I continue to see this video as a marvelous illustration of what cloistered hearts can be, in various ways, in the hustle and bustle and distraction and clamor and craziness of the world. So I ask it again this year....
Can we be cloistered here?
Painting at the top of this post is The Shop Girl by James Tissot
Recently, I've seen online discussions about whether or not Christmas should be celebrated before the 25th. In the Church,
it's time for hearts to wait in hushed anticipation. In the world, however, things are not that way. We can barely walk out our doors without feeling "the attack of the glitz."
Last year, I wrote a post about a special - actually, THE MOST special - Advent in my life. I wasn't attending Church regularly in that long-ago Advent. I was twenty years old and in what I've called
my "I don't bother God and He doesn't bother me" phase. If pressed, I might have said I believed in God. Probably. Maybe. The truth was: I just didn't care.
changing as the world began its pre-Christmas celebrations in early December. I wasn't
talking to the Lord then, but it seems He used
the clamor of the season as an opportunity to talk to me.
It was a month of non-stop
reminders of the Reason for the season. I almost couldn't get away from them. Switching on a radio,
I would catch an old familiar carol, one I'd heard every Christmas
since childhood. This time, however, the words sounded... different.
Sales clerks wished me merry
Christmas. A nativity scene was, as always, featured on the Court House
steps, and that year I stopped more than once to notice.
As it turned out, that Advent was a pivotal time. After doing a few things that I was at a loss to understand (choosing Christmas cards with Baby Jesus on them, taking notice of a song about Christ the Savior), I returned to Mass. I thought more about God, and began to stammer out a few prayers. Soon I was involved in a Catholic student center, where I would meet the wonderful young man I'd marry.. and the rest, as they say, is our history.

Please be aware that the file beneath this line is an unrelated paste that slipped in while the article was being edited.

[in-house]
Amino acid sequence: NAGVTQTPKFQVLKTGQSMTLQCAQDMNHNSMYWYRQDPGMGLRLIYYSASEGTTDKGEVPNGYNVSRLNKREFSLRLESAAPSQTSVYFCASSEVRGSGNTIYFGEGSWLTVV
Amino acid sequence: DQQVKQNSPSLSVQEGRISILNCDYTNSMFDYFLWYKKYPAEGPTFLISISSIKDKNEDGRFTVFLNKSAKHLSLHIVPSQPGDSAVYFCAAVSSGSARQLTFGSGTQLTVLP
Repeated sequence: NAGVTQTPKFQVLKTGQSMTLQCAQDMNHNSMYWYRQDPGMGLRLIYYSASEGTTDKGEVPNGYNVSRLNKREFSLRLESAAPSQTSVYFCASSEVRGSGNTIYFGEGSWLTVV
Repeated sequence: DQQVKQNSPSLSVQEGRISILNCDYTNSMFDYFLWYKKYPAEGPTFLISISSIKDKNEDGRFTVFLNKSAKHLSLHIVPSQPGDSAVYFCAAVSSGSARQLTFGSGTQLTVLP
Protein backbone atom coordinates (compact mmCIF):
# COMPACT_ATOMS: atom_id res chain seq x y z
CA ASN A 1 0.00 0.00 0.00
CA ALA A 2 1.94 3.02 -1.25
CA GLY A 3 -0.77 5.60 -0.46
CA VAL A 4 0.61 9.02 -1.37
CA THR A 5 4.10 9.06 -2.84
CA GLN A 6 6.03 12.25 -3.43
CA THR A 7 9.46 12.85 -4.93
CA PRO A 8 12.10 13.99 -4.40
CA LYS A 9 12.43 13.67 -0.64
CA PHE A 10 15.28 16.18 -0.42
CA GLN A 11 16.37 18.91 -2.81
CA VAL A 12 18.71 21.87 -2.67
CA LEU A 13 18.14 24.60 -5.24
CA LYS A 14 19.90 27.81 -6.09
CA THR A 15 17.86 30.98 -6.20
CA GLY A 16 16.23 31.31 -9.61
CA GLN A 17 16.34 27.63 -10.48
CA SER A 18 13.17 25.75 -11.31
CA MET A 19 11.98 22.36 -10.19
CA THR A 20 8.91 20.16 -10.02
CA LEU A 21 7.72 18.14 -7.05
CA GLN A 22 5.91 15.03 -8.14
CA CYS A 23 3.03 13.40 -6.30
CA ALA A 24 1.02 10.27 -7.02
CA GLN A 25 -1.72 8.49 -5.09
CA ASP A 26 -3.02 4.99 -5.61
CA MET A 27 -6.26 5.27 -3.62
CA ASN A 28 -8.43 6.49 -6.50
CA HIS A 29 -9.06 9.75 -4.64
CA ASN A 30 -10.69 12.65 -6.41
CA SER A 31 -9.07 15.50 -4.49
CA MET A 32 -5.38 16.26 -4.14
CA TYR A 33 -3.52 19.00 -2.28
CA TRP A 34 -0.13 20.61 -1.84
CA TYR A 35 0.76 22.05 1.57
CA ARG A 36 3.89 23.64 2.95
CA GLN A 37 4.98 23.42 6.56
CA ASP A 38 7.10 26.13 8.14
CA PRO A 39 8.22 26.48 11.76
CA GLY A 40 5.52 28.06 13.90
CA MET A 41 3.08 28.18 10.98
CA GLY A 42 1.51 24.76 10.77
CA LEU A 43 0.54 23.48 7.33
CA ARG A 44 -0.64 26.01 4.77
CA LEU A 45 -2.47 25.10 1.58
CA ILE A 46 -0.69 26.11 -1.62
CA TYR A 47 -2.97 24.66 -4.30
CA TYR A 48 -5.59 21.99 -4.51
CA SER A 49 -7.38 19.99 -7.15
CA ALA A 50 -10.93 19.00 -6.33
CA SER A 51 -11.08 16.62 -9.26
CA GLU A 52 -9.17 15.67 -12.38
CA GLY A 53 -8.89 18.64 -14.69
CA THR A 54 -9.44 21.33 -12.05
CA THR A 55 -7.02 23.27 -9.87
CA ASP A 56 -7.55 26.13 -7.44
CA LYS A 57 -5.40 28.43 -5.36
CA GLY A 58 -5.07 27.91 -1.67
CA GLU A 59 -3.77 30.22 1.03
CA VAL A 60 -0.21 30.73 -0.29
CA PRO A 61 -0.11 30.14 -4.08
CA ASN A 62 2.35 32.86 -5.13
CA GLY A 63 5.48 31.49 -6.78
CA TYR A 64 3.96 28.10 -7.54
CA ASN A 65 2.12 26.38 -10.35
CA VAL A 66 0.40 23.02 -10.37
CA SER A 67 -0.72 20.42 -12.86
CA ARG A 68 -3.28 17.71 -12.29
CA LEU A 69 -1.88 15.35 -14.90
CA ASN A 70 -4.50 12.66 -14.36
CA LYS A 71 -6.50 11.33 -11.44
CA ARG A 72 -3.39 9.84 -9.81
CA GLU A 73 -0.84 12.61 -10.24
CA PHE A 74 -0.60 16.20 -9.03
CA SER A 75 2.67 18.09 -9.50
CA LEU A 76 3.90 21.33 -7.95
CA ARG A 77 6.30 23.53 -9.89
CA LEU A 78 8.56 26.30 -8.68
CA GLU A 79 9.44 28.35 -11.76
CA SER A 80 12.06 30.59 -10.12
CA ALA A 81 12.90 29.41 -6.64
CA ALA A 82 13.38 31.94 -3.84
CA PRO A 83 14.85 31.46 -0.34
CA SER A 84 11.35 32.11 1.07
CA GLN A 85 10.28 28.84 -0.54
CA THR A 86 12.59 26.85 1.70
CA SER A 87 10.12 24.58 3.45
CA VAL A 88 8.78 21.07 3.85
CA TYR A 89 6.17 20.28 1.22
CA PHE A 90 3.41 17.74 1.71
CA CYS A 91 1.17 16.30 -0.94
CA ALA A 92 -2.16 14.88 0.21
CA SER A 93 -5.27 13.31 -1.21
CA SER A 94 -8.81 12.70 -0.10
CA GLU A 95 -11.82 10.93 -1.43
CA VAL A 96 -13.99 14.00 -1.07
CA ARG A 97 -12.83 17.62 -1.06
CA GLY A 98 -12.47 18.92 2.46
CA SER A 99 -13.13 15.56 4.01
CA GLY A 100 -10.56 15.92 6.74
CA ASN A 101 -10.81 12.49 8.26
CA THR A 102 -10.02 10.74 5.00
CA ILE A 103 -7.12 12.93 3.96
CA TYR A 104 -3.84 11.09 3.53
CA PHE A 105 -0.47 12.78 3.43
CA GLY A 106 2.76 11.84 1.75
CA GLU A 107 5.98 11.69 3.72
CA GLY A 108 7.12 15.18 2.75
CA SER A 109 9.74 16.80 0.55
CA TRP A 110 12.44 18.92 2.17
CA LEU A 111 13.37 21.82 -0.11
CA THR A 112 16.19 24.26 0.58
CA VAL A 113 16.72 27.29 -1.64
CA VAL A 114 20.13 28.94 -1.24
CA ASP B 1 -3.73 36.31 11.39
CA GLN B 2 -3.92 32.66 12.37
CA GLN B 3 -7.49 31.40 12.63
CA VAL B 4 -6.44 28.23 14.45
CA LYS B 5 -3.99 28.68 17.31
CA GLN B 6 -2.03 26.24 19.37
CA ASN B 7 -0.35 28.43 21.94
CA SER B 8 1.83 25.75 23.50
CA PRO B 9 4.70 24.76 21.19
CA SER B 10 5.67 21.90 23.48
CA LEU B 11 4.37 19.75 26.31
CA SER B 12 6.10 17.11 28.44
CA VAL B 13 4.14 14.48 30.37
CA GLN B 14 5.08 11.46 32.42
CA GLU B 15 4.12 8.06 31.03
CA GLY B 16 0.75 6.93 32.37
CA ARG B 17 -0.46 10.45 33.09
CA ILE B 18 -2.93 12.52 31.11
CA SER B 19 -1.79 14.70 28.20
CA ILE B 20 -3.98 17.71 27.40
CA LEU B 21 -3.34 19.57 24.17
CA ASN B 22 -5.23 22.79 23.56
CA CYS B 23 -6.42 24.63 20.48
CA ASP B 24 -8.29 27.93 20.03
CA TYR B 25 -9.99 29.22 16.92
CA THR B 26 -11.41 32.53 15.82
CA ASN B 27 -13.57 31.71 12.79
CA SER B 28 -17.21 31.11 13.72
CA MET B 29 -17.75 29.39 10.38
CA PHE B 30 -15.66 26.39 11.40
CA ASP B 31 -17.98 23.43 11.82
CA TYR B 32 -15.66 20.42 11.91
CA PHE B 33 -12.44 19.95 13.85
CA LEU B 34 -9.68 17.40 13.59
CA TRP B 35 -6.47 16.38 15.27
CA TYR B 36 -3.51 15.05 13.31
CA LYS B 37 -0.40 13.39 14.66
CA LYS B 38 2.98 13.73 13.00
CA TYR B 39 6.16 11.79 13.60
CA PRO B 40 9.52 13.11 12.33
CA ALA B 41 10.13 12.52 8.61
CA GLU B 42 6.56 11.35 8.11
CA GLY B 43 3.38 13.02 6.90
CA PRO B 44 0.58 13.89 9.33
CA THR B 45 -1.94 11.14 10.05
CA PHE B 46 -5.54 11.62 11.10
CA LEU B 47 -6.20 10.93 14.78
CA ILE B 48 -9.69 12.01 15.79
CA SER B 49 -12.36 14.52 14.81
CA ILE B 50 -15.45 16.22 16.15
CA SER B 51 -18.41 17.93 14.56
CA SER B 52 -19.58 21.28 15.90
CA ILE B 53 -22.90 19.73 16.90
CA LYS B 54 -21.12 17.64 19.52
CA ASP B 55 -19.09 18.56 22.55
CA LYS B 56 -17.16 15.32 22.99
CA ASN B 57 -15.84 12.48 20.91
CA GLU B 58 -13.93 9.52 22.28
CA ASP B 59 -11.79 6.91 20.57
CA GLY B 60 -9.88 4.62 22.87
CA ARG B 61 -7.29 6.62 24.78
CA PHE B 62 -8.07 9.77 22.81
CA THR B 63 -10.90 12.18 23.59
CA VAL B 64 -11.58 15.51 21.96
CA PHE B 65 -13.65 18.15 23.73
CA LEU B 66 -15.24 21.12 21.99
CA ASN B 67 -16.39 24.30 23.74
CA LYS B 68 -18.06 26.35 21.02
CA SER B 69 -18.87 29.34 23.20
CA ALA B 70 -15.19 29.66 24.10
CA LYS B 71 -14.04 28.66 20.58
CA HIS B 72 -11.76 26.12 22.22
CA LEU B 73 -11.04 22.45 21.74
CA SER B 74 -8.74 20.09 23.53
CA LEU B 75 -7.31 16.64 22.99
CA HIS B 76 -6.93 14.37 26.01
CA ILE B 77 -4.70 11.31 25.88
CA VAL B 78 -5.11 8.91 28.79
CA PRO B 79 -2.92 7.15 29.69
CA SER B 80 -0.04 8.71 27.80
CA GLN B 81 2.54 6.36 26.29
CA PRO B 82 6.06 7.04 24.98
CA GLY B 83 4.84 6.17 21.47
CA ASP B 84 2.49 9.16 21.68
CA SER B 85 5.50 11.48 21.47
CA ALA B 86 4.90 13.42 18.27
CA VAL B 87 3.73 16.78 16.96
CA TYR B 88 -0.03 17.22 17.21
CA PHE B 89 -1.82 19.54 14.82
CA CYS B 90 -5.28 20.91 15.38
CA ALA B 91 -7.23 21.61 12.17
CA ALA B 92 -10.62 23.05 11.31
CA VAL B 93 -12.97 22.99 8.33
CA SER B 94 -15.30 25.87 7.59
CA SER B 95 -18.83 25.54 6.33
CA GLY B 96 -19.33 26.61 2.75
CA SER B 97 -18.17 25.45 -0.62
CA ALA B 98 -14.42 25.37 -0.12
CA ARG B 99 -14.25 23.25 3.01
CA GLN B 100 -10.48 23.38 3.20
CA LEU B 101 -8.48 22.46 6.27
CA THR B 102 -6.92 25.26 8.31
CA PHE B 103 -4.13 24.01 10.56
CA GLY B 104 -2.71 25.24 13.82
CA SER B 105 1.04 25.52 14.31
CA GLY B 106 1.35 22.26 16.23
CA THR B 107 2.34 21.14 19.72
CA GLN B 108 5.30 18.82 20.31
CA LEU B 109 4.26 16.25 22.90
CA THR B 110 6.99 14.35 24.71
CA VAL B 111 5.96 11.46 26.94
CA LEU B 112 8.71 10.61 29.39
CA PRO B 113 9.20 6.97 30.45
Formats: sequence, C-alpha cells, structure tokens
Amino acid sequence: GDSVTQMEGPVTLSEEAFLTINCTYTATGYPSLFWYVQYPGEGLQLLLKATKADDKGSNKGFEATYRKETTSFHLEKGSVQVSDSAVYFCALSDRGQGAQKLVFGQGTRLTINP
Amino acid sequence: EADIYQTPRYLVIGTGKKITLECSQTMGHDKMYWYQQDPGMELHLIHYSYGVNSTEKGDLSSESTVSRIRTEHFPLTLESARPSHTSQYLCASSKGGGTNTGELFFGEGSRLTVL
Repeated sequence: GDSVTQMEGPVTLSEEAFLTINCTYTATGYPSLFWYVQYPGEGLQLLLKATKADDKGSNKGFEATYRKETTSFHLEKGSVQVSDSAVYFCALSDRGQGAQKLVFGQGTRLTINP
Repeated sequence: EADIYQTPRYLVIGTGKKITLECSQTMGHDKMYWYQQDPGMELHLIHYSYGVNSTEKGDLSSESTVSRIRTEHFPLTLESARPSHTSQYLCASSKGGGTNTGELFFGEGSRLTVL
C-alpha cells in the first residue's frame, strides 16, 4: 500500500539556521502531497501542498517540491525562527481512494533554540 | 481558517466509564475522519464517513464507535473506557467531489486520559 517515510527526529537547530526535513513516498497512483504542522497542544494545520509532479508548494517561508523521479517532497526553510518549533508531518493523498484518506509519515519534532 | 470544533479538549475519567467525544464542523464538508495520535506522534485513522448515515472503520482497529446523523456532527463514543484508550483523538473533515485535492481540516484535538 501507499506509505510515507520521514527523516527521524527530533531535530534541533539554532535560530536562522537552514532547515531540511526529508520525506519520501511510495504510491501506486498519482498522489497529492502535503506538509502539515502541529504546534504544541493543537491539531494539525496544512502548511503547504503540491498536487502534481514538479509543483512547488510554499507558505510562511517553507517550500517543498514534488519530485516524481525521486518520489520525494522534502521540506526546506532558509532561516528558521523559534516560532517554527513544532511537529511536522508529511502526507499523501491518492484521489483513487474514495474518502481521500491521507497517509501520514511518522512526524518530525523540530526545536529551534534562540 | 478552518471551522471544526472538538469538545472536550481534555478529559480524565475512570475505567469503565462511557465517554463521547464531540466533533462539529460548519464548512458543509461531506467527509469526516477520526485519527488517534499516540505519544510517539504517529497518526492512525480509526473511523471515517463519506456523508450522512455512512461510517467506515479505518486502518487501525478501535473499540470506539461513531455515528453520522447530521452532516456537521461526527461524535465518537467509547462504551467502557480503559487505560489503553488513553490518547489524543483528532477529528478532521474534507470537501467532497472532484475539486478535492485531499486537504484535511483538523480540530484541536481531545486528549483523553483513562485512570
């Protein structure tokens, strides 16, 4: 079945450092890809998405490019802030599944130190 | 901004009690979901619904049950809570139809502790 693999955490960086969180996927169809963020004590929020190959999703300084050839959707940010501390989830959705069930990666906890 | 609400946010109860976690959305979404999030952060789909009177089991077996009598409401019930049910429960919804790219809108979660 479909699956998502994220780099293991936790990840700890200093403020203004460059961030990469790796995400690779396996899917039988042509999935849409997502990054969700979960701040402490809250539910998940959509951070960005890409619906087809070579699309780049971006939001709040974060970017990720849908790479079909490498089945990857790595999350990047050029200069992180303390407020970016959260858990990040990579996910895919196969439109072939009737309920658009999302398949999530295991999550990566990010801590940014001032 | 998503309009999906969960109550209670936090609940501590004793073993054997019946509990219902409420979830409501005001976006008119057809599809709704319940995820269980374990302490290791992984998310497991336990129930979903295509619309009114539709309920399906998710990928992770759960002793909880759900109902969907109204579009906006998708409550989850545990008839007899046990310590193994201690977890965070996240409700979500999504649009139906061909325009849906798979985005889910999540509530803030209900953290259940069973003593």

are many people, right now, who are just as I was that Advent. They may
not spend much (if any) time in Church. They might not be interested at
all in God, but they're probably interested in Christmas. They trim
trees, string lights, watch Christmas movies, gather at parties, sing
carols. And in between "Rockin' Around the Christmas Tree" and "I'll
Have a Blue ooh-ooh Christmas," they just might sing a few verses of "Silent Night."
It seems to me that in our secular, we're-doing-fine-by-ourselves
world, there appears in this season an amazing and unique window of opportunity.
crack in the Everyday.
An opening through which the call of God might be heard
through carol or card.
In recent years, we have seen that crack narrow. The Court House steps
of my youth haven't seen a nativity display in years. Store clerks
wish me "happy holidays" at best. But even now, somewhere between
shoppers lined up for black Friday and the queues awaiting
after-Christmas sales, there is still a window of opportunity. A time
when someone rushing through a store might catch the strains of an old
familiar carol, one she's heard every Christmas since childhood. Yet
this time, the words sound.... different. She remembers pictures of a
babe in a manger, and some part of her seems to thaw....
This is a season when we can acknowledge (like at no other time) the One
Who was born for us. After all, friends will not be likely to toss out cards
that happen to have nativity scenes on them. Neighbors visiting our
home won't be offended by the words of "The First Noel." It's all just
part of the season, part of the holidays, part of the fun.
The Church will begin Christmas music and celebrations on the 25th, but out here in the world, the window is now wide open.
This is when scenes and songs normally found only in Church can spill
out into the world.
And who knows? Someone years from now might look
back on a card I sent her this season, or remember the nativity scene she saw in my home, and recall this very year as her own
For now, for just these few short weeks, the window is open.